World Cup 2018: Introducing Tunisia – Everything you Need to Know about England’s Opponents

With the domestic season done and dusted, trophies handed out and awards accepted, attention now turns to Russia and the impending World Cup 2018. England’s squad announcement received little fanfare and in many ways the pressure is off Gareth Southgate’s men. Little is expected of his young charges, but with a group that features minnows Panama and Tunisia, qualification should be a given, but unfortunately the story of English football is never that straightforward. We’ve already brought you the lowdown on Panama, so now it’s the turn of Tunisia…

Tunisia’s national sport is in fact football, followed by handball with which they have experienced enormous success. The national handball team have won the coveted African Cup a record 10 times, their most recent success coming this year defeating Egypt in the final. In football terms Tunisia last tasted success in the African Cup of Nations in 2004, which was held in their homeland. They have a Premier League, named the Tunisian Ligue Professionelle 1, the most celebrated clubs being Espérance Sportive de Tunis, Club Africain and Étoile Sportive du Sahel.

The Place…

Situated in Northern Africa, Tunisia is a culturally rich country. Lying immediately south of Italy and Malta, Tunisia has a Mediterranean coastline and is bordered by Libya to the East and Algeria to the West. Travel is not advised in proximity to the South due to the threat of kidnappings and an Islamic extremist presence in the area. Once the stronghold of The Carthaginian Empire and sworn enemy of the Roman Empire, Carthage was very much an ancient powerhouse of a city.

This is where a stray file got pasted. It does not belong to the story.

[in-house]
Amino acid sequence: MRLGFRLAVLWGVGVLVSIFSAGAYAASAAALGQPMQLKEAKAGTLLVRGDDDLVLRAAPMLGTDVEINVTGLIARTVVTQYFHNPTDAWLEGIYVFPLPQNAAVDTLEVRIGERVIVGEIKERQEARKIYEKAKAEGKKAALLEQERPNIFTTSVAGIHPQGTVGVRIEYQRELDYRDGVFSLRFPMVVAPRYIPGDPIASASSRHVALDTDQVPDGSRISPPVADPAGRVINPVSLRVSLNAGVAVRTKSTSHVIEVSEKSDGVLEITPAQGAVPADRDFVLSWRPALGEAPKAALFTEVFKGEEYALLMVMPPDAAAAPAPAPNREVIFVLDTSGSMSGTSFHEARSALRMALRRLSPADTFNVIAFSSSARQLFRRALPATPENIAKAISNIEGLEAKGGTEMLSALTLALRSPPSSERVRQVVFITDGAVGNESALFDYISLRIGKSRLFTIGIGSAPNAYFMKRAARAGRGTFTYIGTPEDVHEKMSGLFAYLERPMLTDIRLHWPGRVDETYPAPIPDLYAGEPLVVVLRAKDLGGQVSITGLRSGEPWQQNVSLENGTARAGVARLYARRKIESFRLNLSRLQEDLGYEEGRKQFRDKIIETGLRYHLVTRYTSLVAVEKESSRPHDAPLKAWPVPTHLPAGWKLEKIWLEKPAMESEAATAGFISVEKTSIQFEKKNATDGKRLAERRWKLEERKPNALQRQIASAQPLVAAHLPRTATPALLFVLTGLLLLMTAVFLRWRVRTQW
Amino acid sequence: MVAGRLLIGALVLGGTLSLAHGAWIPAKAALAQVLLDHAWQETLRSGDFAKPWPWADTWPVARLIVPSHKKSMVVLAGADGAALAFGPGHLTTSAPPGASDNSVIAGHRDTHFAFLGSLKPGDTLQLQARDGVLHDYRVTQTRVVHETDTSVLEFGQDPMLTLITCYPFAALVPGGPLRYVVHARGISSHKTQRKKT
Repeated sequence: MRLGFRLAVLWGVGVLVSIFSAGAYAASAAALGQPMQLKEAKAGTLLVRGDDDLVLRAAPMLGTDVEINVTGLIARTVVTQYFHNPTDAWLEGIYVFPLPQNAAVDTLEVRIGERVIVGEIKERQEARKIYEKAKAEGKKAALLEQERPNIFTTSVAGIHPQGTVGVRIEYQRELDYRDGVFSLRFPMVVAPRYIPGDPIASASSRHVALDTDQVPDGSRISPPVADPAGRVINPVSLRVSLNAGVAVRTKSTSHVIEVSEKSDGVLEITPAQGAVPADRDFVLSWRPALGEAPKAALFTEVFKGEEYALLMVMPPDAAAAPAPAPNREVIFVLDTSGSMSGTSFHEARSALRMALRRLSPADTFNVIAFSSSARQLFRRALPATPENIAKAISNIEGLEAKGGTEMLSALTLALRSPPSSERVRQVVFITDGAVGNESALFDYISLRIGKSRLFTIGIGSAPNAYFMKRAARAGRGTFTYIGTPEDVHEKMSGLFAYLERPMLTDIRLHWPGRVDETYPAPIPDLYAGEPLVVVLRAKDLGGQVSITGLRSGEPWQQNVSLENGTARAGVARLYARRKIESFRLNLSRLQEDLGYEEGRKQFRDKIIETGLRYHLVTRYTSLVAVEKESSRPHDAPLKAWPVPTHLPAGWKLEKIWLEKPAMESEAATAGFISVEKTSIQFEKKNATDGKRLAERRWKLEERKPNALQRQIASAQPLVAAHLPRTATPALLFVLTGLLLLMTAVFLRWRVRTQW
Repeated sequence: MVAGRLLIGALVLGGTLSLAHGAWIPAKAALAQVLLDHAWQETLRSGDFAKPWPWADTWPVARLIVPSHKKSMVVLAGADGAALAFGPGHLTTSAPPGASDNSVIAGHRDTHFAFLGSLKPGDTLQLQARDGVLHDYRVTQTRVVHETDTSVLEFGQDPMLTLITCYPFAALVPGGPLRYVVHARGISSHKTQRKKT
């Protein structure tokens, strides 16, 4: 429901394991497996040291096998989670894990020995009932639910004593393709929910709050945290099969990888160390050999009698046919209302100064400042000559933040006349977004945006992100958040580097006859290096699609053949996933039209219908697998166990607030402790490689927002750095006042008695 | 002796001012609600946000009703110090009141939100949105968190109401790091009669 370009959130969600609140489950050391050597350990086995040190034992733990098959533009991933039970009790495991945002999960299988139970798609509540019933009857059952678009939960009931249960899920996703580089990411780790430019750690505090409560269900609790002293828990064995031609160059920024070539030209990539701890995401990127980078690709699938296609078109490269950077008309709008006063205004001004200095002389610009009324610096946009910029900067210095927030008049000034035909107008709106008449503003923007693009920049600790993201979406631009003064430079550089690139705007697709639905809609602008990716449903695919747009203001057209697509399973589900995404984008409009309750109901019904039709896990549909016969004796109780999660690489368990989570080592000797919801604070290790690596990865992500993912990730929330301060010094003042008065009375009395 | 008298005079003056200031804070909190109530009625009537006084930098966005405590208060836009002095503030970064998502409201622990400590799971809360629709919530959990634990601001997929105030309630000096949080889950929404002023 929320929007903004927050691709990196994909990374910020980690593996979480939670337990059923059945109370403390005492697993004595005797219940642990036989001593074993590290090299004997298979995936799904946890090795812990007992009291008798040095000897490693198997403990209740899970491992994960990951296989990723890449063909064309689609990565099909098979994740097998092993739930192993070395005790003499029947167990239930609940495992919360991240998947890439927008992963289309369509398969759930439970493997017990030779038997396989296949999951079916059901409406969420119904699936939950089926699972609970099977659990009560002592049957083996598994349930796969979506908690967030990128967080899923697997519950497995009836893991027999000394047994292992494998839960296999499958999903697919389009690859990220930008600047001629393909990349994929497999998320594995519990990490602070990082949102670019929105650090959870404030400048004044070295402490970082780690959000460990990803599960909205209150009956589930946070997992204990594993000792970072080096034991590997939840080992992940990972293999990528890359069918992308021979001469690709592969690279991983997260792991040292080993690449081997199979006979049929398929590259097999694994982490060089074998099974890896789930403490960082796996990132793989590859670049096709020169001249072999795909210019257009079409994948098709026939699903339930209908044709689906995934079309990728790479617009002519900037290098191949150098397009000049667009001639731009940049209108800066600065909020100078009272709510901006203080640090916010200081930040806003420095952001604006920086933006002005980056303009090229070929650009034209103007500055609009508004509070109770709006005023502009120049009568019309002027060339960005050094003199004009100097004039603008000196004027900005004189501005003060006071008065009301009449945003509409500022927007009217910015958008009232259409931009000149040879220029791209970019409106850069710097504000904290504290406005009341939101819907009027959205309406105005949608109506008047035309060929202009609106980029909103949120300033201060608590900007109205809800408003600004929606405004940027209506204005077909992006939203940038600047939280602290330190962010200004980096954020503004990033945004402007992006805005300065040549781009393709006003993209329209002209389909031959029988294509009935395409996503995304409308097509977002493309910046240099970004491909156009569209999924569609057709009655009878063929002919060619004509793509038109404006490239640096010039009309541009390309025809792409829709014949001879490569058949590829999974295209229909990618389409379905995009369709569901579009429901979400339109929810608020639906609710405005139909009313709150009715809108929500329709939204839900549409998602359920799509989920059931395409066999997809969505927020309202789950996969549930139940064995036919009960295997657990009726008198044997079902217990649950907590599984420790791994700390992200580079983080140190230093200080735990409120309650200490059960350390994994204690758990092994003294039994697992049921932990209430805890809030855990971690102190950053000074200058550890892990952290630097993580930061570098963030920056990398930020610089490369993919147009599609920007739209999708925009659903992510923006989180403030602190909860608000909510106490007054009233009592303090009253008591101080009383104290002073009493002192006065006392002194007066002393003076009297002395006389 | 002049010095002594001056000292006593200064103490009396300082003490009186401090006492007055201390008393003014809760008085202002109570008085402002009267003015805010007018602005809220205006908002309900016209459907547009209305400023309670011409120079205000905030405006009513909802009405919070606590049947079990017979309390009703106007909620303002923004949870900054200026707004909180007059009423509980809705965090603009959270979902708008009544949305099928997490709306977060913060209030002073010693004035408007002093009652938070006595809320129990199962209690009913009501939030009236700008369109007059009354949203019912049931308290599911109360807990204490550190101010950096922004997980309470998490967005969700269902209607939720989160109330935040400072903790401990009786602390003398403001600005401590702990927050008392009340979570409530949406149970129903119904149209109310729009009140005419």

In more recent times, Tunisia fell under French Imperial rule, gaining independence in 1956, following which it became a one-party state for over thirty years under the guidance of President Habib Bourguiba. A forward-thinking leader he established rights for women unheard of in any Arab state while fighting the cause against Islamic extremism. His reign ended in the late eighties and in more recent times Tunisia has suffered neglect, with a depressed economy and little in the way of tourism.

Famous for…

As mentioned Tunisia appears to have fallen into some disrepair in recent times, however, the capital Tunis is forging the revival. The ruins of the ancient city of Carthage sit nestled by the Mediterranean Sea, however, the impressive and well-preserved El Djem Amphitheater where Gladiators once went into battle, is considered one of the greatest examples of amphitheater architecture in the world and certainly Tunisia’s tourist hotspot.

There are also a range of golden sandy beaches and when added to the year-round climate and affordable hotel prices with a modest cost of living, Tunisia would make for an excellent travel destination, similar to Morocco for example, but it must be stressed the necessary precautions should be taken and seek government travel advice before planning a trip.

The Flag…

The red and white flag of Tunisia is one of the world’s oldest, having been around since 1835. The flag is similar to its Turkish counterpart in much owing to the period of colonization by the Turks during the Ottoman Empire. The bright red is a common and traditional colour that symbolises Islam and reflects the resistance against Turkish supremacy. The white embodies peace, while the disk embodies the nation as the sun, while the crescent and five-pointed star represent the unity of all Muslims and the Five Pillars of Islam.

The Team…